Being here out of season definitely has pro’s and con’s. Prior to arrival I knew we were coming early in the season but I didn’t know the distribution of visitors to upper mustang so I didn’t really know what to expect. I knew that Hampi had been chock full of tourists, but we were at the end of the peak season so it wasn’t really a comparable. Plus it was a completely different type of tourist destination.

Fortunately, the tourist information office in Lo Manthang provided the data I needed. Hidden amongst information about the local culture, the history, the people, the religion, the weather, the animals, the flora, the fauna, and the conservation work were a few pieces of A4 with visitor number tables printed on them. Looking at them I realised just how out of season we were:

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In 2009, only 0.28% of visitors came in February!

The Pro’s

  • Lack of People – perhaps that’s so obvious it doesn’t need stating. On the entire 12 day trek we met only 2 other tourists, 1 of the a mighty fit looking Swiss guy and the other an overweight British guy (with porters) who appeared to be on some sort of official business.
  • Peaceful – probably due to the lack of people.
  • Incredible snow covered landscapes – Being up in the mountains with so much snow was something quite special. The snow continued from under my feet all the way up to the top of the 8000m peaks that dominated us. The whiteness was quite incredile.
  • Great walking temperature – In the sunshine a t-shirt was all that was needed to be both warm and cool enough at the same time.

The Con’s

  • Very very few guesthouses open – We would turn up in a village and basically start knocking on doors. Most of the time someone would open up, but sometimes they would turn us away due to lack of food/power/water and sometimes no one would answer at all. This wasn’t really a problem for us, because any roof over our heads is enough but if you are expecting the guesthouses to be catering for tourists you’ll be shocked. We were the only people staying at every guesthouse we encountered. Most of the guesthouses hadn’t seen anyone come through for weeks.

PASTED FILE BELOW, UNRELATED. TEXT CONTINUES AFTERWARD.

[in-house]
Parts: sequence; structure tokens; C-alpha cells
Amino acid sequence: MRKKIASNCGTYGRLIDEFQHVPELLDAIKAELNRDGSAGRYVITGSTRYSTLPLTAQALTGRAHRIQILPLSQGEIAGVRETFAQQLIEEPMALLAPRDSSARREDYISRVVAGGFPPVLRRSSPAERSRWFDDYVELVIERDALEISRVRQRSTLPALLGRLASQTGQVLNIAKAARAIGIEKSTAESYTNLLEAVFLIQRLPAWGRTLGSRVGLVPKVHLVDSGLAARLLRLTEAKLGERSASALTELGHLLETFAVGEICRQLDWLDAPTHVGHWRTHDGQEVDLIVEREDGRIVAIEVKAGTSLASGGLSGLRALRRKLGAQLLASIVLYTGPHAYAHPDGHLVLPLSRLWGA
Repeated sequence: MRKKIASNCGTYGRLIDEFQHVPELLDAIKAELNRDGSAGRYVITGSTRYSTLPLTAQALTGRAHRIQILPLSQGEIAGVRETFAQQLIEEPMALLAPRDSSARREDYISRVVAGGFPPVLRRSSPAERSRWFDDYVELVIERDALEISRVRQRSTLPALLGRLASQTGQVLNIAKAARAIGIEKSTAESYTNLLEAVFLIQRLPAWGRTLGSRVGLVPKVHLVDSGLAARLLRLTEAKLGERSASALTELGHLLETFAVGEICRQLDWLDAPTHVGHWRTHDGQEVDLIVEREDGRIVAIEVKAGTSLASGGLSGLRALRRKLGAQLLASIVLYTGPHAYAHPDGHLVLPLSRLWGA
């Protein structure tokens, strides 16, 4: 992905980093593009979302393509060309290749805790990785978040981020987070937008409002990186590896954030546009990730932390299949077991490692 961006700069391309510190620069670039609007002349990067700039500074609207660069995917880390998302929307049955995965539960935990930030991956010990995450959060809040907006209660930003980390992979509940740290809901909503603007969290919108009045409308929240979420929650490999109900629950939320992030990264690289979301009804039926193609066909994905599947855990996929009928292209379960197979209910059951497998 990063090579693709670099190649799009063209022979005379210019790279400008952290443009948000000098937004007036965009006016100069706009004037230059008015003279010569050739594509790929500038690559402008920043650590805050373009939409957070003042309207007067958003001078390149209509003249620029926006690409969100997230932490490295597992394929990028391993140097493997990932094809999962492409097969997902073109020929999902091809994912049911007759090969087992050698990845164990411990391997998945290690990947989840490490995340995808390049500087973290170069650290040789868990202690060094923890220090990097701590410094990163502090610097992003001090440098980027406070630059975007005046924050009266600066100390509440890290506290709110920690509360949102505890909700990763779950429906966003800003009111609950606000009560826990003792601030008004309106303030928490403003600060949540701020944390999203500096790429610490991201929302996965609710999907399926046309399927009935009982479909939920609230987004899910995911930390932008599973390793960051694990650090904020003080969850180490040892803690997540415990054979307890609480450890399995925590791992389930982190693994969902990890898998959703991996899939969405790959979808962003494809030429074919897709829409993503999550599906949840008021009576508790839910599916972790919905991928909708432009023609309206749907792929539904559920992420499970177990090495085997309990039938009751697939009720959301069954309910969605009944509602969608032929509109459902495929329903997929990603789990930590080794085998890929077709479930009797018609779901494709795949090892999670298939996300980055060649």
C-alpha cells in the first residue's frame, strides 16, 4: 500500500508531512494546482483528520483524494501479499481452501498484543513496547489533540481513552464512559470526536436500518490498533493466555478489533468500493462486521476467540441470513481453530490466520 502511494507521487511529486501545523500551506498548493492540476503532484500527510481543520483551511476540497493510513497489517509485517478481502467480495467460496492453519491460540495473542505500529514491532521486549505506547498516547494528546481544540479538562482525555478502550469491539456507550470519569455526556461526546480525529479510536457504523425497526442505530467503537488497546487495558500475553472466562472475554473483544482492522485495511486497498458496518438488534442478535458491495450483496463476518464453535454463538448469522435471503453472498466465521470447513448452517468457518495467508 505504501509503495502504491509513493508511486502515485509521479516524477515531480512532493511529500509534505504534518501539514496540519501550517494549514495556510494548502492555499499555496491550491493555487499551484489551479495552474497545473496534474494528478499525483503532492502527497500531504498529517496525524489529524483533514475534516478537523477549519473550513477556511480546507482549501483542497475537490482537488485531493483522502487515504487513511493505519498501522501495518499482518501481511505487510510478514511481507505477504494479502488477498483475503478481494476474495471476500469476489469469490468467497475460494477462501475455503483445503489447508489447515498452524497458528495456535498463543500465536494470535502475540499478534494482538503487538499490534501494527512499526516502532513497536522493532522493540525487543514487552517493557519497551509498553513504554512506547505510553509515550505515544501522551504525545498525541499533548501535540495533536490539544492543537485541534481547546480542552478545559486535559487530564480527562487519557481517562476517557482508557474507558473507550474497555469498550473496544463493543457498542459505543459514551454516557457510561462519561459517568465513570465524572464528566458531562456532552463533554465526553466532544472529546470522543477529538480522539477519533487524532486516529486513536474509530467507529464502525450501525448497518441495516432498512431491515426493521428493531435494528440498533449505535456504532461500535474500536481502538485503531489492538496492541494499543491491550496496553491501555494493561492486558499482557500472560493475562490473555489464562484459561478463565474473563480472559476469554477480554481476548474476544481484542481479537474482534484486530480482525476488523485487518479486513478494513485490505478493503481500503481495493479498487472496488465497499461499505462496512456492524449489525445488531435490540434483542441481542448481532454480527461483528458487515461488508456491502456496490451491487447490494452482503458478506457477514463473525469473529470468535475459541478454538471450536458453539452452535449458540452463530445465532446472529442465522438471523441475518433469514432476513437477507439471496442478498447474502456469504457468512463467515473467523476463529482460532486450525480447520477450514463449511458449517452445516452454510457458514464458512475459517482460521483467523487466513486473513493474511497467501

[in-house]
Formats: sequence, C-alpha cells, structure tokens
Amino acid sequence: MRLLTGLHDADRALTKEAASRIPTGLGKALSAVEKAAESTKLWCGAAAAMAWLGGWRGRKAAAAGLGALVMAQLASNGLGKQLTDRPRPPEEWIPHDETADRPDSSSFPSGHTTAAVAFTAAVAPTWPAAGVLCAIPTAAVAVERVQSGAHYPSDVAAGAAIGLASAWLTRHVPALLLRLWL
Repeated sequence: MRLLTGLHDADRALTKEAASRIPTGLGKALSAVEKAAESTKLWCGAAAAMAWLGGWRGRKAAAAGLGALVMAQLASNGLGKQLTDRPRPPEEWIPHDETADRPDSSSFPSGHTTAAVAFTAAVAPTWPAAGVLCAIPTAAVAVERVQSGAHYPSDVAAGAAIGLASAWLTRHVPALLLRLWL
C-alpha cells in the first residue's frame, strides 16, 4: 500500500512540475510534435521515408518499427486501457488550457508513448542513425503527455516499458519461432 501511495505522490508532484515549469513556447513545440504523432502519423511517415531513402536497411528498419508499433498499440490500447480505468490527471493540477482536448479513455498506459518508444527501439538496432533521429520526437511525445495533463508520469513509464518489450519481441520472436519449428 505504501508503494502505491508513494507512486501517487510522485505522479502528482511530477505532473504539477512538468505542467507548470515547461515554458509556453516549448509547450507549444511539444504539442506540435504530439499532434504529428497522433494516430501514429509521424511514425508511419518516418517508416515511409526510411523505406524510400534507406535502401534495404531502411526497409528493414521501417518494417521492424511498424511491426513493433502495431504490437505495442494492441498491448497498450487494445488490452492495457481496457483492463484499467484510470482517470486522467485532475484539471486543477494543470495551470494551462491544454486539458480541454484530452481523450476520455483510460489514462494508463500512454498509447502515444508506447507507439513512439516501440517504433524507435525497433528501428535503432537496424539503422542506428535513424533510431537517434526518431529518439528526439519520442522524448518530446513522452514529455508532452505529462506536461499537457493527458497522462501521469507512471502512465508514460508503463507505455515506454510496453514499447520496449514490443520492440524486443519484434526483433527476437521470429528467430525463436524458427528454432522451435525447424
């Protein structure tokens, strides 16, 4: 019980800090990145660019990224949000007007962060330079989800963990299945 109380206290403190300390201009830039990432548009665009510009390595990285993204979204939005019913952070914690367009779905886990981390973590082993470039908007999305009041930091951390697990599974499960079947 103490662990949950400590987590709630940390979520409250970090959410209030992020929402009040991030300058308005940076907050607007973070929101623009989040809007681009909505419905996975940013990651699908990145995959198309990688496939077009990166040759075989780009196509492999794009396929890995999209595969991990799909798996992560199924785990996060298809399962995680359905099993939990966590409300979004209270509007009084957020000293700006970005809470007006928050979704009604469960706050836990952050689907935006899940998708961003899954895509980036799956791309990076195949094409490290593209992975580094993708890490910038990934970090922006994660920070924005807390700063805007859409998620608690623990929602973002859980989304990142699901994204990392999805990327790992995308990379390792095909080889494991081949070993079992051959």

• Variety of Food – Well, the lack of it. Since Tatapani we have eaten Dal Bhat every single day. EVERY SINGLE DAY. Some people may not be familiar with the culinary dish of choice in Upper Mustang, so the following diagram will help


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Not to scale!

It’s essentially a huge amount of rice, with a large amount of lentils, with a small portion of potato, and very occassionally with an exceptionally rare and always slim portion of meat. Our lunch and dinner diet consisted of 1 of 2 meals, with a heavy bias towards one of them. Dal Bhat.

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What a rare joy it was to find some meat in our dal bhat

Whilst I may be writing about dal bhat as a con, it is actually delicious. It is intrinsically delicious, but it’s also gratefully received after a long day walking when you’re cold, hungry, and just want to stuff your face. In fact, it has the added advantage of being the only meal which comes with free refills. You can’t imagine my elation when during the first dal bhat the cook came over with more rice, more lentils, and more potato. I felt like I’d struck gold! Free refills meant I truly could stuff my face.

Breakfast was the exception to the food monotony where we had the choice of porridge, tibetan bread and curried potatoes, or omelette and chapati. All of them were truly delicious.

  • Unpredictable Weather – This didn’t really occur to me until the weather suddenly changed and the snow poured out the skies for 48 hours. Previous to that it had been glorious blue skies. I was really caught out by this as I hadn’t taken any waterproofs, which left me hiking in a blizzard with 5.10 trainers, dunderdons, and a very non waterproof lightweight down jacket. Suffice to say I got thoroughly soaked.
  • Cold at night – The only source of warmth in the evenings is either a small dung burner (imagine a wood burner made from sheet metal) or a small clay oven on which they cook (also fuelled by dung). It’s generally more smoky than warm. The cold isn’t a real problem, you just need a good sleeping. I would suggest something that’s comfortable to -10C.

Although the pro’s list looks much shorter than the con’s list, it easily outweights it. The solitude, the incredible landscape, and even the dal bhat all combined to create something truly special. I think that being in Upper Mustang with hundreds of other tourists in June would be a bit soul destroying. Having to make small talk with random tourists isn’t my idea of a good time. Being alone in the mountains is.